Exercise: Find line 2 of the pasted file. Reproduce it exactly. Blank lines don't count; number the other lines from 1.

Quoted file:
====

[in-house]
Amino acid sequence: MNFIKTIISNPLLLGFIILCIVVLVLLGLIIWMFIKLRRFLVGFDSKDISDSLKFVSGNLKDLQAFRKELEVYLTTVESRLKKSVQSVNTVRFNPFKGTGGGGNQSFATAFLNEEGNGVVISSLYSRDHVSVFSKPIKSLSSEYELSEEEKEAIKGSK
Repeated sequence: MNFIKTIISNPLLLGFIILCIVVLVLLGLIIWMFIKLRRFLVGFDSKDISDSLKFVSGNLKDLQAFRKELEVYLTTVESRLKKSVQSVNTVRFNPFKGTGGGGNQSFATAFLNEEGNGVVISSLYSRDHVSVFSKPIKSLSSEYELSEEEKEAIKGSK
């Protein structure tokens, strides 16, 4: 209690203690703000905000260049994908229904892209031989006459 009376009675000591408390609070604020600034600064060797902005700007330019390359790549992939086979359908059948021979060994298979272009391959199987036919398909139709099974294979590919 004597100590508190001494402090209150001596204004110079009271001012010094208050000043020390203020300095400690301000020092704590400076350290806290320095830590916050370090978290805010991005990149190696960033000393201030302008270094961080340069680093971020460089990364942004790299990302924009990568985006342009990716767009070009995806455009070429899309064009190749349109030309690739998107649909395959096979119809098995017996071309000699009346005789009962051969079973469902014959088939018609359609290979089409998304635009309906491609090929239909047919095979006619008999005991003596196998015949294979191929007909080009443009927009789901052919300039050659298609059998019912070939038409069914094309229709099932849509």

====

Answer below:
Amino acid sequence: MNFIKTIISNPLLLGFIILCIVVLVLLGLIIWMFIKLRRFLVGFDSKDISDSLKFVSGNLKDLQAFRKELEVYLTTVESRLKKSVQSVNTVRFNPFKGTGGGGNQSFATAFLNEEGNGVVISSLYSRDHVSVFSKPIKSLSSEYELSEEEKEAIKGSK